Queensland and Japanese universities to continue renewables research

Monday, 18 September, 2023

Queensland and Japanese universities to continue renewables research

Queensland Treasurer and Minister for Trade and Investment Cameron Dick welcomed the extension of an important research partnership on the opening day of his trade mission to Japan and Europe. The University of Queensland (UQ) and The University of Tokyo have signed a memorandum of understanding (MOU) to expand on 25 years of collaborative research.

The MOU has increasingly broadened its scope towards Queensland’s renewable energy industries, particularly hydrogen and biofuel. The extended MOU signed on Friday will initially focus on collaboration between The University of Tokyo’s Research Center for Advanced Science and Technology (RCAST) and UQ’s Australian Institute for Bioengineering and Nanotechnology (AIBN).

The collaboration is expected to lead to larger-scale research, demonstration and social implementation projects.

RCAST is led by Professor Masakazu Sugiyama, who himself has made a significant contribution to the development of Queensland’s hydrogen industry. Sugiyama was appointed as Queensland hydrogen envoy to Japan in 2019.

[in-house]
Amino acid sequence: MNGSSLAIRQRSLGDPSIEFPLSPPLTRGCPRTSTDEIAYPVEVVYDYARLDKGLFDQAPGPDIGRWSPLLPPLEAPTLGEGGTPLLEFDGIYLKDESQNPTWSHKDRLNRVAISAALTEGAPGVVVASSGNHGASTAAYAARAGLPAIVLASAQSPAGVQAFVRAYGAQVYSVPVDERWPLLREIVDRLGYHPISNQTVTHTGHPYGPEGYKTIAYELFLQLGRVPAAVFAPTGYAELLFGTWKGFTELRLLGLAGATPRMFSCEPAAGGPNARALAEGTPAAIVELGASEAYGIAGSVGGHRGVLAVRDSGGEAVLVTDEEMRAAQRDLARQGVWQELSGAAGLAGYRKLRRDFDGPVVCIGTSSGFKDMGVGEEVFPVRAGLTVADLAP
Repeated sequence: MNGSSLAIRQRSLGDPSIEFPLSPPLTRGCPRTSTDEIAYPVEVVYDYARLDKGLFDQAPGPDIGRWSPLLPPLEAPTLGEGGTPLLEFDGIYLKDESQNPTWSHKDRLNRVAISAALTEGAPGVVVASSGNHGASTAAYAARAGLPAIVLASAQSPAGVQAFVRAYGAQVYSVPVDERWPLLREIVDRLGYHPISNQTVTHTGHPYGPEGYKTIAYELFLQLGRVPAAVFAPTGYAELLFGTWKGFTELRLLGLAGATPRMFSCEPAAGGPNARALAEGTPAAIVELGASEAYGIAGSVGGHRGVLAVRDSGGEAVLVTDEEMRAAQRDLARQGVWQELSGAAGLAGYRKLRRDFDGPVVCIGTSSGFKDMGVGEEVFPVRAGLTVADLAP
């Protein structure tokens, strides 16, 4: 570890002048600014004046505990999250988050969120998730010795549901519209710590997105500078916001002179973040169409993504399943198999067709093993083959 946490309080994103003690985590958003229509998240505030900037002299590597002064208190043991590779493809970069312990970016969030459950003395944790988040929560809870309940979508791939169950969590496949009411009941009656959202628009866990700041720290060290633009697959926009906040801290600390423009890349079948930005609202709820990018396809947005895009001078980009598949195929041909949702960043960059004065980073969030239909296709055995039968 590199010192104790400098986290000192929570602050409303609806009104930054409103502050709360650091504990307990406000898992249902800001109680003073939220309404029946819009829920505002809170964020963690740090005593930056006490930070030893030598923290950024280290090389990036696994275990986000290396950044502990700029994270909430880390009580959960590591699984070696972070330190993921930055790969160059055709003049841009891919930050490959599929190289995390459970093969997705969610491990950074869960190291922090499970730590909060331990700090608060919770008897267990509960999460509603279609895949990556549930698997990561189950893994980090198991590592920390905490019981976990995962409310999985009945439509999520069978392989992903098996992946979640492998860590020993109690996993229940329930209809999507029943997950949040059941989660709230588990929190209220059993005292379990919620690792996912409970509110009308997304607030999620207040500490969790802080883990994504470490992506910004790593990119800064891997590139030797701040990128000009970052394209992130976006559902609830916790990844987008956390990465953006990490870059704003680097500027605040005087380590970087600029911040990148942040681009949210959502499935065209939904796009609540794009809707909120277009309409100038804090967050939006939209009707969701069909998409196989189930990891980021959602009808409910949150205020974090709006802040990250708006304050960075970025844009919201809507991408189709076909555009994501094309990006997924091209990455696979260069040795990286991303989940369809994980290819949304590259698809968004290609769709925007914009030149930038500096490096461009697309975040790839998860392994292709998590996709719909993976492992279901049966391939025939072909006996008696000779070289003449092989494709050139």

“Queensland is transitioning to a new-power super grid to reach 80% renewable energy by 2035,” Dick said. “This important research partnership provides invaluable support to reach our renewable energy goals.

“Expanding the scope of the MOU to bioengineering and nanotechnology will further advance the state’s capabilities to process new sustainable fuel sources.”

“As Queensland rapidly accelerates its transition towards a low-carbon economy, the need to identify and harness sustainable energy sources is paramount,” said UQ Associate Professor Esteban Marcellin Saldana. “For example, we have an opportunity to change the way we’re producing fuels and chemicals to lesson our dependence on finite fossil fuel resources.

“At the AIBN, our activity exploring the role of synthetic biology in advancing the biomanufacturing sector is just one of the many areas in which we look forward to collaborating with RCAST.”

Image credit: stock.adobe.com/au/Guntar Feldmann

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